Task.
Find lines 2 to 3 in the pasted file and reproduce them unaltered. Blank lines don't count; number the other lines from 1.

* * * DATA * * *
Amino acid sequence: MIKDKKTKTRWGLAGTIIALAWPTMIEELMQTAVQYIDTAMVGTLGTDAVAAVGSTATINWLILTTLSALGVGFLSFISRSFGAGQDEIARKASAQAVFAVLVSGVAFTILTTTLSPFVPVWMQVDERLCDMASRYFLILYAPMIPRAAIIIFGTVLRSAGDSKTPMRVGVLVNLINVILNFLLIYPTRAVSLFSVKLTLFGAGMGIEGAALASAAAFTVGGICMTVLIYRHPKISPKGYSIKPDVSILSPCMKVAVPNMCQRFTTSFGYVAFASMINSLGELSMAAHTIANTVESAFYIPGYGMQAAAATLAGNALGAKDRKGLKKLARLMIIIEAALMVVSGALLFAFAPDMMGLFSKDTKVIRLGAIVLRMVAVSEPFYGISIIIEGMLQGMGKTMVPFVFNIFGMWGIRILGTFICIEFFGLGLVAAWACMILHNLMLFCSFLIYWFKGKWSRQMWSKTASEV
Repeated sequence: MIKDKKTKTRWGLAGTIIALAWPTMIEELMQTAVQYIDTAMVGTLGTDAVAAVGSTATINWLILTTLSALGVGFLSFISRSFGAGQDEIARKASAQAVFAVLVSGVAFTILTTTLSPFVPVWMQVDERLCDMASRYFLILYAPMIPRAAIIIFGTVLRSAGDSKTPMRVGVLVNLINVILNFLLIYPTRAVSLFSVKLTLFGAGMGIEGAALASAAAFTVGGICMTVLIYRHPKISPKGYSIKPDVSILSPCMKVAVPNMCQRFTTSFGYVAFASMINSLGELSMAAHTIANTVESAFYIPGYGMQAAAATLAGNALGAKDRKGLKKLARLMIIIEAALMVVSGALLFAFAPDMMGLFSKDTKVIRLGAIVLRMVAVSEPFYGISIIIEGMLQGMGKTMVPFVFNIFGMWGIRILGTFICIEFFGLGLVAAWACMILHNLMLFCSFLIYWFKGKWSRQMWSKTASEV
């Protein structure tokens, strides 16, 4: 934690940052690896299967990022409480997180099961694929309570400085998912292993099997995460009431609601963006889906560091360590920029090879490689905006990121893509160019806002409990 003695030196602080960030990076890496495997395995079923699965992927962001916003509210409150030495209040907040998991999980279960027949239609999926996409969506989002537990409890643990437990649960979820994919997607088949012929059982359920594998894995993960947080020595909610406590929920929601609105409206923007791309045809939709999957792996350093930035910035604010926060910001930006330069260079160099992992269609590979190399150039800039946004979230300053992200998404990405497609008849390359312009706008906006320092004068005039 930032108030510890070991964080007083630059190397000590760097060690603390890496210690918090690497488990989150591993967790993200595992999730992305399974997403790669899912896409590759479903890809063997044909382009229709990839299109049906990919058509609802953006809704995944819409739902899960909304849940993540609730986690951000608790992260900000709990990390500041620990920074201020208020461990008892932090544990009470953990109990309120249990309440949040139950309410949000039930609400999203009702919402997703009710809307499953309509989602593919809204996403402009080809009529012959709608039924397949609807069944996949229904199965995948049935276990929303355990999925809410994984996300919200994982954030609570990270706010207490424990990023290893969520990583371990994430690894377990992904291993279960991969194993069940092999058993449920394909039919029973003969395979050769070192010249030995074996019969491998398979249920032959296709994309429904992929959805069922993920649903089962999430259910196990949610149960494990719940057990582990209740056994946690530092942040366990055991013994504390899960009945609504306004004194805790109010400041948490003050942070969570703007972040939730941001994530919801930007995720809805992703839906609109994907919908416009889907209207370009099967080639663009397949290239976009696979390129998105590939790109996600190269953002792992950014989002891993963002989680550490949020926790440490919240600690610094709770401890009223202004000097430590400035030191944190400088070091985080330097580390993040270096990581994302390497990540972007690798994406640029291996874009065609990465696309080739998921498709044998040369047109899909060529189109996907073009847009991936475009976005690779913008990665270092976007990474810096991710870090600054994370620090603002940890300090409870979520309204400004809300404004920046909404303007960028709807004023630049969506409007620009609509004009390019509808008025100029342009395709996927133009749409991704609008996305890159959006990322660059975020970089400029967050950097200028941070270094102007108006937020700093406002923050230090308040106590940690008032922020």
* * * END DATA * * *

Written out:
Repeated sequence: MIKDKKTKTRWGLAGTIIALAWPTMIEELMQTAVQYIDTAMVGTLGTDAVAAVGSTATINWLILTTLSALGVGFLSFISRSFGAGQDEIARKASAQAVFAVLVSGVAFTILTTTLSPFVPVWMQVDERLCDMASRYFLILYAPMIPRAAIIIFGTVLRSAGDSKTPMRVGVLVNLINVILNFLLIYPTRAVSLFSVKLTLFGAGMGIEGAALASAAAFTVGGICMTVLIYRHPKISPKGYSIKPDVSILSPCMKVAVPNMCQRFTTSFGYVAFASMINSLGELSMAAHTIANTVESAFYIPGYGMQAAAATLAGNALGAKDRKGLKKLARLMIIIEAALMVVSGALLFAFAPDMMGLFSKDTKVIRLGAIVLRMVAVSEPFYGISIIIEGMLQGMGKTMVPFVFNIFGMWGIRILGTFICIEFFGLGLVAAWACMILHNLMLFCSFLIYWFKGKWSRQMWSKTASEV
């Protein structure tokens, strides 16, 4: 934690940052690896299967990022409480997180099961694929309570400085998912292993099997995460009431609601963006889906560091360590920029090879490689905006990121893509160019806002409990 003695030196602080960030990076890496495997395995079923699965992927962001916003509210409150030495209040907040998991999980279960027949239609999926996409969506989002537990409890643990437990649960979820994919997607088949012929059982359920594998894995993960947080020595909610406590929920929601609105409206923007791309045809939709999957792996350093930035910035604010926060910001930006330069260079160099992992269609590979190399150039800039946004979230300053992200998404990405497609008849390359312009706008906006320092004068005039 930032108030510890070991964080007083630059190397000590760097060690603390890496210690918090690497488990989150591993967790993200595992999730992305399974997403790669899912896409590759479903890809063997044909382009229709990839299109049906990919058509609802953006809704995944819409739902899960909304849940993540609730986690951000608790992260900000709990990390500041620990920074201020208020461990008892932090544990009470953990109990309120249990309440949040139950309410949000039930609400999203009702919402997703009710809307499953309509989602593919809204996403402009080809009529012959709608039924397949609807069944996949229904199965995948049935276990929303355990999925809410994984996300919200994982954030609570990270706010207490424990990023290893969520990583371990994430690894377990992904291993279960991969194993069940092999058993449920394909039919029973003969395979050769070192010249030995074996019969491998398979249920032959296709994309429904992929959805069922993920649903089962999430259910196990949610149960494990719940057990582990209740056994946690530092942040366990055991013994504390899960009945609504306004004194805790109010400041948490003050942070969570703007972040939730941001994530919801930007995720809805992703839906609109994907919908416009889907209207370009099967080639663009397949290239976009696979390129998105590939790109996600190269953002792992950014989002891993963002989680550490949020926790440490919240600690610094709770401890009223202004000097430590400035030191944190400088070091985080330097580390993040270096990581994302390497990540972007690798994406640029291996874009065609990465696309080739998921498709044998040369047109899909060529189109996907073009847009991936475009976005690779913008990665270092976007990474810096991710870090600054994370620090603002940890300090409870979520309204400004809300404004920046909404303007960028709807004023630049969506409007620009609509004009390019509808008025100029342009395709996927133009749409991704609008996305890159959006990322660059975020970089400029967050950097200028941070270094102007108006937020700093406002923050230090308040106590940690008032922020």